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A matter of faith and death
A region 2 DVD review of DEAD MAN WALKING by Promethius
 

To misquote Socrates (or was it Plato?), every story is only ever told to an audience which already agrees with its message. If true, the reason why you're reading this review may well be because, given the editorial slant of this website, you suspect it might confirm something for you. It feels good.

This is a bind for filmmakers and every other kind of storyteller (including reviewers). Dismissing those filmmakers who seem solely reliant on visual gimmickry in return for cash, (and such a dismissal is probably a rallying cry for this site), the principled filmmaker wants to make a difference. Preaching to the converted is nice, but ultimately it changes nothing.

So, Dead Man Walking is, in many ways, a serious attempt to reach across the divide. It tries to seek out an audience that might not be entirely sympathetic to its message. The film title and the prison genre tell us immediately that this is about execution, unless it's some display of spiritual brilliance. Of course, in truth it's both, though without the special effects.

If you're not religious, don't be put off by the churchy content. This is a political film, in so far as it's about how we should respond to evil. If you're not political, don't be put off by the liberal content. This is a spiritual film, in so far as it pulls no punches about the nature of evil and the human condition.

Susan Sarandon won an Oscar for her role as Sister Helen Prejean, a New Orleans nun whose practical faith leads her to confront a seriously nasty piece of work. Prejean agrees to act as Spiritual Adviser to Matthew Poncelet, played by Sean Penn who was Oscar nominated for the part, and who is nearing execution for a brutal rape and double murder.

The word 'brutal' so often prefixes such crimes, it becomes almost meaningless. Yet these transgressions are indeed savagely violent, and explicitly depicted as such. For every captivating Kung Fu kick, every siren superhero smack ever committed to celluloid, this is the answer. This is what violence really looks like. At the very least, it's unsettling to watch.

Poncelet is not a nice man. This is reinforced again and again. He denies the crime, claiming credibly perhaps that he is the patsy. But his true nature is out there for all to see. He is devilish looking: cold, dead eyes; a slick sta-puff quiff and a self-aggrandising goatee. He has a drawl that kills his words and cuts you open at the same time. In a news clip of his court conviction, Poncelet draws his manacled hand across his throat in a chilling and remorseless threat to his jury.

In his first meeting with Prejean, he is calculating the odds, estimating the opportunity to manipulate her naivety. Poncelet is "Looking for a loophole," and reckons Prejean can help him find it. He says: "You're very sincere. You've never done this before… never been this close to a murderer before," and coldly watches her reaction, gets his measure of her. Later he catches the virgin nun off-guard, bringing sex into their discussion. "We got intimacy right here now don't we… I like being alone with you. You look good to me."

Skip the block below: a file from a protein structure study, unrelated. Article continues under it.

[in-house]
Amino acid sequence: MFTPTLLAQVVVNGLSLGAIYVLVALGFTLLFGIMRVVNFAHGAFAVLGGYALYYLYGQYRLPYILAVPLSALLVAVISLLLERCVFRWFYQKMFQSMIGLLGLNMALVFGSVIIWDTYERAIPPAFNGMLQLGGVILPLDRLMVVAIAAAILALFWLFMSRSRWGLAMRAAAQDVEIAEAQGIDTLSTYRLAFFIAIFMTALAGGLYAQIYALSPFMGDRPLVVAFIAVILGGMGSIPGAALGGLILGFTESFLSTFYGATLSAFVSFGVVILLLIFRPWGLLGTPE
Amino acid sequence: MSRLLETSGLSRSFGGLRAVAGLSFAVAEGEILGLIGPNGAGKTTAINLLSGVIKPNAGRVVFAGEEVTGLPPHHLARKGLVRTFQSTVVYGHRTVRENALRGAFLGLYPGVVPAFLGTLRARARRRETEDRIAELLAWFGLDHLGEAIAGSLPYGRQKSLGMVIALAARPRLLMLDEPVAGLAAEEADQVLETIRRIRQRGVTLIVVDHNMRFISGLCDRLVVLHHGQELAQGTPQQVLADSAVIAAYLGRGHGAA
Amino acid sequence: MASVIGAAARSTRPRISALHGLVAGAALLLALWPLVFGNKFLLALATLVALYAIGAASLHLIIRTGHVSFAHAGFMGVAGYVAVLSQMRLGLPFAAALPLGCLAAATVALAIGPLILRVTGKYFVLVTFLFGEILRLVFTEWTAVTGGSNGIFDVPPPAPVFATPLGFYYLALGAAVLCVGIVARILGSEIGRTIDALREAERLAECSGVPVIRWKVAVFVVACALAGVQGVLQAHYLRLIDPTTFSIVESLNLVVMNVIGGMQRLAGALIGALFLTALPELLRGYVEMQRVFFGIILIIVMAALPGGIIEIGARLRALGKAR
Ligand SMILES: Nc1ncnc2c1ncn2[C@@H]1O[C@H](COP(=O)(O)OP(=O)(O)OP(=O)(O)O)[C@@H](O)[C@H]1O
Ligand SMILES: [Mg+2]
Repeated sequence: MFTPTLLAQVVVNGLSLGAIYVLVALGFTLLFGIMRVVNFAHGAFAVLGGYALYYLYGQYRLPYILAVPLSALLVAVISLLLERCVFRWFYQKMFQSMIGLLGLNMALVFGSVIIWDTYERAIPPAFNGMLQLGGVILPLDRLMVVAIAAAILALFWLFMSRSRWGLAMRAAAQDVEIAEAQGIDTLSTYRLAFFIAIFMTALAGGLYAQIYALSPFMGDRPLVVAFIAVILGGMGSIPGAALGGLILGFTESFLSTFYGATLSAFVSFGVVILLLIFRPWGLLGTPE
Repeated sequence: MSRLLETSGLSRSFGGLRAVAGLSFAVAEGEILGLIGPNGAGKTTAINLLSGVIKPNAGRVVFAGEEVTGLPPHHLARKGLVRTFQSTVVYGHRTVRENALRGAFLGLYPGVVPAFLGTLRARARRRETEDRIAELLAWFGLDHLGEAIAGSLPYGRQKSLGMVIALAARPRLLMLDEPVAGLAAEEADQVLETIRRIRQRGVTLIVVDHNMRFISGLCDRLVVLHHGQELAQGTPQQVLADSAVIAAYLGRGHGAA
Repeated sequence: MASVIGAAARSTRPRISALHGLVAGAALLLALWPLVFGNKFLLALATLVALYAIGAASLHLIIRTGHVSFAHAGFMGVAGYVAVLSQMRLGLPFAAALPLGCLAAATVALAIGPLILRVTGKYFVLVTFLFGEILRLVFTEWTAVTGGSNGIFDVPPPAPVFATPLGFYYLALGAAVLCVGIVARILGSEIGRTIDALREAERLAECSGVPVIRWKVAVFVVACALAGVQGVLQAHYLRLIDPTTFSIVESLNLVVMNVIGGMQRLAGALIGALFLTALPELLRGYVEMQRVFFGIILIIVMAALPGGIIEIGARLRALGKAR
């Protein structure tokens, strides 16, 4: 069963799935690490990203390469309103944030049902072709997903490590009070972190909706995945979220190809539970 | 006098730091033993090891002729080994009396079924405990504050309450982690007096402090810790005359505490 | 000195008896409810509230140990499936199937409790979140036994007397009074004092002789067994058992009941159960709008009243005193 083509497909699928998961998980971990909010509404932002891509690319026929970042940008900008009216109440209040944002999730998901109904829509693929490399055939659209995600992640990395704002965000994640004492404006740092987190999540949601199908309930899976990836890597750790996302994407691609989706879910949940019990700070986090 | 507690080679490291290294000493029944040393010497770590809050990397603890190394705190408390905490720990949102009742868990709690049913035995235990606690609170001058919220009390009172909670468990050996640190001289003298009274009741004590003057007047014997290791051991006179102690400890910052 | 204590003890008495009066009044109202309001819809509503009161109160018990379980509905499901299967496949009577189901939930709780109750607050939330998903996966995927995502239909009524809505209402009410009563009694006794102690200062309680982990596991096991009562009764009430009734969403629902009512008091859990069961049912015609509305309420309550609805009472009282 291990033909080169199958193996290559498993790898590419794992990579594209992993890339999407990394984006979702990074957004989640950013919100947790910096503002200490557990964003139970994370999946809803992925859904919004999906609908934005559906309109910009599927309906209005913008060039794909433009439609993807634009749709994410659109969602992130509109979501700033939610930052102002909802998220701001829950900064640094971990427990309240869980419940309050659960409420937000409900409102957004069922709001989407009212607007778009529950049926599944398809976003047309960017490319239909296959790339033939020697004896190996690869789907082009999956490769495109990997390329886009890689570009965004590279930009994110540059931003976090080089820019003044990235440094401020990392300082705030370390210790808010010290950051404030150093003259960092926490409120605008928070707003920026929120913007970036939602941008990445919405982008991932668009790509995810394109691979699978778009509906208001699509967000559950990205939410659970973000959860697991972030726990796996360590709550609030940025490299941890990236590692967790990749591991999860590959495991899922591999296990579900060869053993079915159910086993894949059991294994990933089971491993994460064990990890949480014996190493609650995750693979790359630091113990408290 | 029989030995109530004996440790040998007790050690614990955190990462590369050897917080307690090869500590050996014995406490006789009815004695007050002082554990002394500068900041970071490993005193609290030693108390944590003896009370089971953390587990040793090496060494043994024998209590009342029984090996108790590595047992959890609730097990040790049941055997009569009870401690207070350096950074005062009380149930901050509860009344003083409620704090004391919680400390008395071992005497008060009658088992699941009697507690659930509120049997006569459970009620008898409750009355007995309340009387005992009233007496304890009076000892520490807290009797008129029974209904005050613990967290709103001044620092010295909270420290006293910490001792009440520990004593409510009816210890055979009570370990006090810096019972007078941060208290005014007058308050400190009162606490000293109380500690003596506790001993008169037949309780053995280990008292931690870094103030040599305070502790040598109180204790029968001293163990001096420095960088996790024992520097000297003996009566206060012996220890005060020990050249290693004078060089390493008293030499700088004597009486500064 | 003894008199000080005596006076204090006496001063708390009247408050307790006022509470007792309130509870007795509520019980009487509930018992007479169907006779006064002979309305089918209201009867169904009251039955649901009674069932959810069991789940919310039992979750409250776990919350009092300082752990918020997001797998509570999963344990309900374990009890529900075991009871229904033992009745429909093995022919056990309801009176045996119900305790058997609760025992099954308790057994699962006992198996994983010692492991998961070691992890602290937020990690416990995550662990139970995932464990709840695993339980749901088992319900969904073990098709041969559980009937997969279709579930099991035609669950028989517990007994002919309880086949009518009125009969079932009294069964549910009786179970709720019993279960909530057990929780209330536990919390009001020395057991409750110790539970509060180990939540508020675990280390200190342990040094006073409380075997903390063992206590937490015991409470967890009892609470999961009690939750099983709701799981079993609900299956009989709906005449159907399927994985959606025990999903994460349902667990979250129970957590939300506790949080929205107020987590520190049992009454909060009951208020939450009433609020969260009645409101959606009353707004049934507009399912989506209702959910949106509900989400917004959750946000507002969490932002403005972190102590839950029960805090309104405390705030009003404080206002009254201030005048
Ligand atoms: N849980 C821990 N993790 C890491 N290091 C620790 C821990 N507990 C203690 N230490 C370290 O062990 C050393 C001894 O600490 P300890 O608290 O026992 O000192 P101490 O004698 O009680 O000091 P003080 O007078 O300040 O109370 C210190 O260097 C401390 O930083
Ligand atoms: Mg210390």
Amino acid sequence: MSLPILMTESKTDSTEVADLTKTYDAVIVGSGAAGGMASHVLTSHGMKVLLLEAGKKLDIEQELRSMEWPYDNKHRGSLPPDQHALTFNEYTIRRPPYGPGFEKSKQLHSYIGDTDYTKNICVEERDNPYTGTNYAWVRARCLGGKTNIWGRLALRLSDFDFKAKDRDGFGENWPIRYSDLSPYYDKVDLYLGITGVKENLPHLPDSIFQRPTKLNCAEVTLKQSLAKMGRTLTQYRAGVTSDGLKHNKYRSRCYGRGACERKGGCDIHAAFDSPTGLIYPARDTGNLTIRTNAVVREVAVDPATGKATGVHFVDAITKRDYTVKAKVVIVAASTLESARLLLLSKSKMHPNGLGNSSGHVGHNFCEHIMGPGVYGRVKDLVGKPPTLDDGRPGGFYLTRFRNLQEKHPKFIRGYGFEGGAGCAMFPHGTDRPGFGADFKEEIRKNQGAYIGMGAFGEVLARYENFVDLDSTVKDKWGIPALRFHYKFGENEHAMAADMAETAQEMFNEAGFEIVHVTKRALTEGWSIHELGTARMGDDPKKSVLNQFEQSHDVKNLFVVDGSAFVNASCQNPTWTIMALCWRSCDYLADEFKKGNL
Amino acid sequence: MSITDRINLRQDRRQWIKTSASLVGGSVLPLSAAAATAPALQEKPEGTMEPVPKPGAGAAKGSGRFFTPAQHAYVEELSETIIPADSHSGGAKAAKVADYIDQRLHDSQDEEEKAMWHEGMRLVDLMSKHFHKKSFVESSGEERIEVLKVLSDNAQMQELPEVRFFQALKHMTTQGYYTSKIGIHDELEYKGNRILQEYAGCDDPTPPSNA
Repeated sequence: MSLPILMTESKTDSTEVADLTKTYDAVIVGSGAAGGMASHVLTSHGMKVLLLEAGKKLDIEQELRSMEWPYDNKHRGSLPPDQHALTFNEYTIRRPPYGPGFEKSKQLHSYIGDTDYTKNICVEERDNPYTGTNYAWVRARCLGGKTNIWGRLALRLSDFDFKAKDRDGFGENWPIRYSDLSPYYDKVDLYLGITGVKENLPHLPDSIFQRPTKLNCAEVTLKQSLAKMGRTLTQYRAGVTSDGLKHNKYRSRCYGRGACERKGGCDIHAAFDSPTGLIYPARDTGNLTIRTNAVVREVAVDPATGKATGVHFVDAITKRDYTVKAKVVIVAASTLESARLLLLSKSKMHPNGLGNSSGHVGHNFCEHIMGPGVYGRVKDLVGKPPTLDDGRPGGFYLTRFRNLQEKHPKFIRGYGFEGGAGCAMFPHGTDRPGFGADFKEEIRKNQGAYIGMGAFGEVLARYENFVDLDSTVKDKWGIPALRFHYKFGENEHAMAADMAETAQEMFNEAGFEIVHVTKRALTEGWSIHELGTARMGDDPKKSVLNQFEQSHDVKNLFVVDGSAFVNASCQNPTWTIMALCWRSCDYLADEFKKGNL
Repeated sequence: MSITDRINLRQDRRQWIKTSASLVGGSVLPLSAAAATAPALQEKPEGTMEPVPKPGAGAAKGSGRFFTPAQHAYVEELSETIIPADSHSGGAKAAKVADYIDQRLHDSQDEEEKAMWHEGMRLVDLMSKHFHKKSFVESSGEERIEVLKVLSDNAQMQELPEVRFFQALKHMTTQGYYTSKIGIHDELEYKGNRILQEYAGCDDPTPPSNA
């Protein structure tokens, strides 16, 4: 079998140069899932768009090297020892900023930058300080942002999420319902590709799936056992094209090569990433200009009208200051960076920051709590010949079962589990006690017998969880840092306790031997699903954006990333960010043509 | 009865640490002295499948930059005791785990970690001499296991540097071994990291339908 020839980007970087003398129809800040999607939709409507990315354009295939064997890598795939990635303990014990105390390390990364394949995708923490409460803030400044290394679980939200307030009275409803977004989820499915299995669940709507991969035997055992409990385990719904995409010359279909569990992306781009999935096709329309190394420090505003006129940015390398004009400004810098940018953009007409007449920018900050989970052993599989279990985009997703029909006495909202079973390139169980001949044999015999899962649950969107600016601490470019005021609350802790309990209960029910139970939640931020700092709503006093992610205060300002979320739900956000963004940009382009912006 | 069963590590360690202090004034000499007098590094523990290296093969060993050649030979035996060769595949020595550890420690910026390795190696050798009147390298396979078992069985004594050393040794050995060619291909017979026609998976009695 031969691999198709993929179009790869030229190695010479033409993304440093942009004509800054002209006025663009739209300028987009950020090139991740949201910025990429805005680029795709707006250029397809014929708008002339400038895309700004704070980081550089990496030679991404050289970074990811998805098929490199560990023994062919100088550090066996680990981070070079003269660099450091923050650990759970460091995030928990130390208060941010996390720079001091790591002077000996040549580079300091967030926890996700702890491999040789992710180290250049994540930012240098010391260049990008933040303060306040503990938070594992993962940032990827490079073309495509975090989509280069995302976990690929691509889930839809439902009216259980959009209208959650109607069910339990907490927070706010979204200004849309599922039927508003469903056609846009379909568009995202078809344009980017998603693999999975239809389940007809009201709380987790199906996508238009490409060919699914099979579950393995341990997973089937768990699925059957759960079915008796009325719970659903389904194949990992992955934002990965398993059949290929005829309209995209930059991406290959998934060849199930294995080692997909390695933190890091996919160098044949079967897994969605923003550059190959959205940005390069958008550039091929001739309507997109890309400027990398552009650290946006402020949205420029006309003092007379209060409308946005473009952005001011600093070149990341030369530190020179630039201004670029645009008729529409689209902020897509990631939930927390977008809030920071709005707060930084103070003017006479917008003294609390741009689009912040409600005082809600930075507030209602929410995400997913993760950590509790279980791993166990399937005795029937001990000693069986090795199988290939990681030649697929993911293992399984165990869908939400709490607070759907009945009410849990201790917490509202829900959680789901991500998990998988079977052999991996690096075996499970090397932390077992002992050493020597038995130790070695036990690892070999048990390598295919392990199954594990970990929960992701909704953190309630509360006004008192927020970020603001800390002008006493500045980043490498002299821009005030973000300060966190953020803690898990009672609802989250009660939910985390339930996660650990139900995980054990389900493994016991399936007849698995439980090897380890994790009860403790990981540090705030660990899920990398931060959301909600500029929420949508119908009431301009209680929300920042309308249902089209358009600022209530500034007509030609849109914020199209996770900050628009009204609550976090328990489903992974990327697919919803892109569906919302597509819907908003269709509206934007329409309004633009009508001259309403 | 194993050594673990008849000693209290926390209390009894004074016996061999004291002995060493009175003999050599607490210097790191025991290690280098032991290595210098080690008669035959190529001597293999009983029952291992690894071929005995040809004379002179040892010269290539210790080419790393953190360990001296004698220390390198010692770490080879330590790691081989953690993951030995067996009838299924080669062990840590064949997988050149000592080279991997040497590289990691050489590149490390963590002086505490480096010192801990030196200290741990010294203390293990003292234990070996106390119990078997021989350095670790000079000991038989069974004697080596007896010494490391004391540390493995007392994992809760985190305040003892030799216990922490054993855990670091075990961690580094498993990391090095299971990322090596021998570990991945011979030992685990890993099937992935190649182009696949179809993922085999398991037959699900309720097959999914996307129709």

During their meetings, the craft of the film shines. The wire mesh separating the two characters moves in and out of focus, obscuring or clarifying how they see each other. And later on, reflections in glass put their two faces side by side.

If the good Sister is innocent, at every turn she is confronted with hostility and increasing isolation as a result of her decision to act for Poncelet. The victims' families pour contempt and rage onto her: "You've brought the enemy into this house," says one distraught parent after recounting his daughter's murder in horrifying detail. And her own close and loving family aren't supportive either. Her mother is mystified: "Why don't you help honest people?" Which is a bit like saying why don't you make films for people who agree with you.

Prison Chaplain Farley (Scott Wilson) warns her at the outset: "There's no romance here. No James Cagney 'I've been wrongly condemned…' They are all con men and they will take advantage of you every way they can." In fact the reference to Cagney does hold up. Poncelet has a family too, and his younger siblings look up to him every bit as much as the Dead End Kids admire Cagney's gangster in the 1938 classic Angels With Dirty Faces.

Executed or not, what Poncelet believes in matters. This is the crux. Whatever it is that motivates Poncelet's words and actions has a knock on effect, whether it's to destroy lives or to save them by setting an example to others who follow

This is Prejean's territory. She confronts his belief system: "Was your daddy a racist? …You have to teach a child to hate." And when he admits respect for Martin Luther King, because he worked hard for what he wanted, she points out to him that: "It's lazy people you don't like."